Trip tests performance

Saturday, September 30, 2006

GREENWOOD VILLAGE, Colo. - It wasn't Mount Everest, but for 13 COPD patients who hooked up to portable oxygen concentrators and traveled high into the Rocky Mountains in August, it probably seemed that way.
"Oxygen patients are very afraid of altitude," said Dr. Tom Petty, the acknowledged father of long-term oxygen therapy and a leader of the trip to Echo Lake. "There were a few people who said they'd been afraid to go visit their grandchildren at 10,000 feet, and I wanted to see how they'd do on the bus."
Petty, who lives and works in the Denver area, lined up the patients, who road the bus as high as 10,600 feet. Bob McCoy, managing director for Apple Valley, Minn.-based Valley Inspired Products, organized the trip and secured the two sponsors: SeQual Technologies, which manufacturers the Eclipse portable oxygen concentrator, and Nonin, a maker of pulse oximeters.
Petty and crew scheduled the trip to see how oxygen patients using a portable concentrators fared at high altitudes--would they desaturate or remain stable? Patients used the Eclipse POC while Petty, McCoy and a handful of respiratory therapists and nurses employed Nonin pulse oximters to monitor each patient's blood-oxygen saturation.
"We did continuous monitoring because we didn't want people to be focused only on the numbers," said Petty. "We wanted them to look out the windows and see the elk--there were some elk in the pastures and eagles flying all around. It was a beautiful trip."
Twelve of the 13 patients maintained healthy blood-oxygen levels on the Eclipse's pulse-dose setting or its continuous flow, with peaks at 3 liters per minute. One patient, however, felt uncomfortable and transitioned to a continuous-flow liquid back-up unit.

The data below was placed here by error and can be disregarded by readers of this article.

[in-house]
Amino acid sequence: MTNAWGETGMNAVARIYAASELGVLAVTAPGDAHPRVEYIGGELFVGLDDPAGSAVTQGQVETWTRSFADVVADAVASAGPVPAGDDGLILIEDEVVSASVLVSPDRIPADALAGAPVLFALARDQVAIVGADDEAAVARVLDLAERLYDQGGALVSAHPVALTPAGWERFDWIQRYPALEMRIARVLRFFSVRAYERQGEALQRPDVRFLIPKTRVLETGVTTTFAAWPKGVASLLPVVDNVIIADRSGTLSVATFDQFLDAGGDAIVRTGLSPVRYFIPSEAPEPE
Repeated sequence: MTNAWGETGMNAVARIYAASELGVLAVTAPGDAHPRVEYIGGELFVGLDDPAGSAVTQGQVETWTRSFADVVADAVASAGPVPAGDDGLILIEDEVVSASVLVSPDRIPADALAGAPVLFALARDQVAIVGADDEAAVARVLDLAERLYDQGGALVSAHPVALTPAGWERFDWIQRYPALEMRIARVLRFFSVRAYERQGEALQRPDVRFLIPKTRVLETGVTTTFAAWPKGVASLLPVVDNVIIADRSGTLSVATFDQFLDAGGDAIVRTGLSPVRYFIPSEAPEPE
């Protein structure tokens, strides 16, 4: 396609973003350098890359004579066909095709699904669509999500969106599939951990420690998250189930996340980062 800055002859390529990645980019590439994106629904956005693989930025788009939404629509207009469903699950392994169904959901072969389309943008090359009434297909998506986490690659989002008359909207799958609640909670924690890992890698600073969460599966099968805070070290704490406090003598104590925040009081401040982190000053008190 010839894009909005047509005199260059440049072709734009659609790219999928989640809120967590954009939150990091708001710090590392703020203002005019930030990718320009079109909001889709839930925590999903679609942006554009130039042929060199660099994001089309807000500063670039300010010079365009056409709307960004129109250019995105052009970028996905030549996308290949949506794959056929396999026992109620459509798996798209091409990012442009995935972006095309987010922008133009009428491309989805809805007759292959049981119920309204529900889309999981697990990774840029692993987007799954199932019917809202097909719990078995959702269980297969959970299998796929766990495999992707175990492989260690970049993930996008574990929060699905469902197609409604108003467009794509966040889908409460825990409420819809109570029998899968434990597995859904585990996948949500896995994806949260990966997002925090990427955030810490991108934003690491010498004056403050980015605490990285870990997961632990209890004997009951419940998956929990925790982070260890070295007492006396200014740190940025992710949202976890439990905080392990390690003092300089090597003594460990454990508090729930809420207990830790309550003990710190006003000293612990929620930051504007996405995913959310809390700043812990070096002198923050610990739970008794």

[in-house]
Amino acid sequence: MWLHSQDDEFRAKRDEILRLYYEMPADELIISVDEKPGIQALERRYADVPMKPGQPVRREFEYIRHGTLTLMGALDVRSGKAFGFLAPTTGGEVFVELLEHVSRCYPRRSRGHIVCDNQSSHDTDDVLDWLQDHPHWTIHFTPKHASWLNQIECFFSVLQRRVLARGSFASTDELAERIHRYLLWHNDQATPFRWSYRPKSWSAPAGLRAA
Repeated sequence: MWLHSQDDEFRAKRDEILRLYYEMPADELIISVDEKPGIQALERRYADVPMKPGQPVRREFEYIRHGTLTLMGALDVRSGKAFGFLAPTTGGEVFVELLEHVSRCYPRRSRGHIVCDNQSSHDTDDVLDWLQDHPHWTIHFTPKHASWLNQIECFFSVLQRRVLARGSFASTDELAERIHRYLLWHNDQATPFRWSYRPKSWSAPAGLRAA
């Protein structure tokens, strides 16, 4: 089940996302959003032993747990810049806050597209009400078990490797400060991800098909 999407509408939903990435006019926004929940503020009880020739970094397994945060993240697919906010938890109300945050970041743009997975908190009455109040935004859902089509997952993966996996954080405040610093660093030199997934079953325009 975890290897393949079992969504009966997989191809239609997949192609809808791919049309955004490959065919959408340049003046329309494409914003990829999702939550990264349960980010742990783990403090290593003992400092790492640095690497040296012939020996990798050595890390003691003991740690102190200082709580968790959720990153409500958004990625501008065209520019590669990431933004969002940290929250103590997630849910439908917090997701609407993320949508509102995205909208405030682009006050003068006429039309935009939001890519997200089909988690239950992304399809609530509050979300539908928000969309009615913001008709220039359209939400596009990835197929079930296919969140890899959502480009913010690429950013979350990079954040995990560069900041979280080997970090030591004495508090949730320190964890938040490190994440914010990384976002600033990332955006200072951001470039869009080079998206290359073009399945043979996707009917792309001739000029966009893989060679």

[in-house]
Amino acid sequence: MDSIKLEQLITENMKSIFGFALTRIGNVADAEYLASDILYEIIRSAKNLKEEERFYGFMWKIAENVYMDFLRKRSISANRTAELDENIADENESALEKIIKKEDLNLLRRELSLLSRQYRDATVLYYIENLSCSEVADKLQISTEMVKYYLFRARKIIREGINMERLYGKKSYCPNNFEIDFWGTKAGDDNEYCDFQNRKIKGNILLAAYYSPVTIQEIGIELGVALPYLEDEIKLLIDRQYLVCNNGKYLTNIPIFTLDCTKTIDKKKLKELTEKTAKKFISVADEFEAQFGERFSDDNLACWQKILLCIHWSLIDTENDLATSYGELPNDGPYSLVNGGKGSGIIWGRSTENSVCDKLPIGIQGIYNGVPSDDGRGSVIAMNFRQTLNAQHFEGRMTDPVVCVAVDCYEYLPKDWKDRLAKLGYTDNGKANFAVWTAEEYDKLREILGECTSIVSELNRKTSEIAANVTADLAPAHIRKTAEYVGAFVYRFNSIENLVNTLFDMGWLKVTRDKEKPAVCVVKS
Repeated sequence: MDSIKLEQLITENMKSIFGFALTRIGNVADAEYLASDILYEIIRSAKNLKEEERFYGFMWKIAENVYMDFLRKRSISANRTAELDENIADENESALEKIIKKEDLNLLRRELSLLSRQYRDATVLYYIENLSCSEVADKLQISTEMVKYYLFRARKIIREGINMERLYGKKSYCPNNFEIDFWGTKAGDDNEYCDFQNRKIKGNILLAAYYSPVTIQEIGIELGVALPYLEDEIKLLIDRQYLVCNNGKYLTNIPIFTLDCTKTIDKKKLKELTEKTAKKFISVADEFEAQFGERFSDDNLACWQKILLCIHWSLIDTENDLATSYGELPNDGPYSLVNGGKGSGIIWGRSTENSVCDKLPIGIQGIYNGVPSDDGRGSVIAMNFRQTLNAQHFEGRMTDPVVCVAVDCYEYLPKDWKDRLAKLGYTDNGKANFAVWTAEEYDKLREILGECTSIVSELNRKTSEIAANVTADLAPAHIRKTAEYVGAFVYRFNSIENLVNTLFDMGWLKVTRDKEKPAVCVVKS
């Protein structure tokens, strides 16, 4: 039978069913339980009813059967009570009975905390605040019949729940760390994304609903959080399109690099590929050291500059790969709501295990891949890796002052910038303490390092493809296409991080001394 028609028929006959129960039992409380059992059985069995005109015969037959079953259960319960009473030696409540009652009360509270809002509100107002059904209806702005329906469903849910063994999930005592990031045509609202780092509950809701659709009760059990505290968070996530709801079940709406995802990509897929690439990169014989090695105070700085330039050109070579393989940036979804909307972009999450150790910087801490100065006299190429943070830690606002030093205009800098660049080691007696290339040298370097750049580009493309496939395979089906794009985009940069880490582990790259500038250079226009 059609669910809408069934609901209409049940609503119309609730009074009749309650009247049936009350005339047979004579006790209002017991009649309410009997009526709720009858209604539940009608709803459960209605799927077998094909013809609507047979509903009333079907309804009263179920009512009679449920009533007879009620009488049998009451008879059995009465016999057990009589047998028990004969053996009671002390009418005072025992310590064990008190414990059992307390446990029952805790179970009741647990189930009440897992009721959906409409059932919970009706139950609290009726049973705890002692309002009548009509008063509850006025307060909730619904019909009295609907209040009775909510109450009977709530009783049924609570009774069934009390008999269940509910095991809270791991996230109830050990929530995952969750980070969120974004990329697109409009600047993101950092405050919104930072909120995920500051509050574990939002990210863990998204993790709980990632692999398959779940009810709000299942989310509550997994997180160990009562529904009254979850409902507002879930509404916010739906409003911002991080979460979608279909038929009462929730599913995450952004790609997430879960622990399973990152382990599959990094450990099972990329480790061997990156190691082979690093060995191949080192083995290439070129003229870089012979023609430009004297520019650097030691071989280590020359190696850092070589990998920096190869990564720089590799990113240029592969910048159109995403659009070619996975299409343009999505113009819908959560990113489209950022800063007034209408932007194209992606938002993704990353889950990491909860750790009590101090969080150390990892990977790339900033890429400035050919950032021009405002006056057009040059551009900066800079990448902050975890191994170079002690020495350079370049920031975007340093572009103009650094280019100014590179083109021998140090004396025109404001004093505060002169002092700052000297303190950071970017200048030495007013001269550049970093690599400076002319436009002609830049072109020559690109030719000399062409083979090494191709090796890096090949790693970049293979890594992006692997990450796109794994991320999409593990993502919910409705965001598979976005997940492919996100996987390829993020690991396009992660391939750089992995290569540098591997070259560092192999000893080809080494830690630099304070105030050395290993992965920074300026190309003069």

"I think the most important thing about this is that this lightweight oxygen generating equipment is allowing people to do that sort of thing now," said Bob Fary, vice president of sales for Inogen, maker of the Inogen One POC.
That may be so, but when traveling, especially at high altitudes, patients should monitor their oxygen saturation regularly, no matter what device they are using, Petty said.
"One of our mottos is: 'Titrate when you migrate,'" Petty said. "When you are in a car or plane, if you find you are desaturating, you can adjust the flow accordingly."
Petty acknowledged that doctors don't like oxygen patients to experiment with their prescribed liter flow. Nevertheless, it happens all the time, said another industry source.
"If they are on an excursion up into the mountains and they are on their regular setting on the Eclipse or Inogen One or whatever, and they are feeling short of breath, the first thing they should do is turn it up," the source said. "But RTs can't tell them to do that because it would be violating their prescription."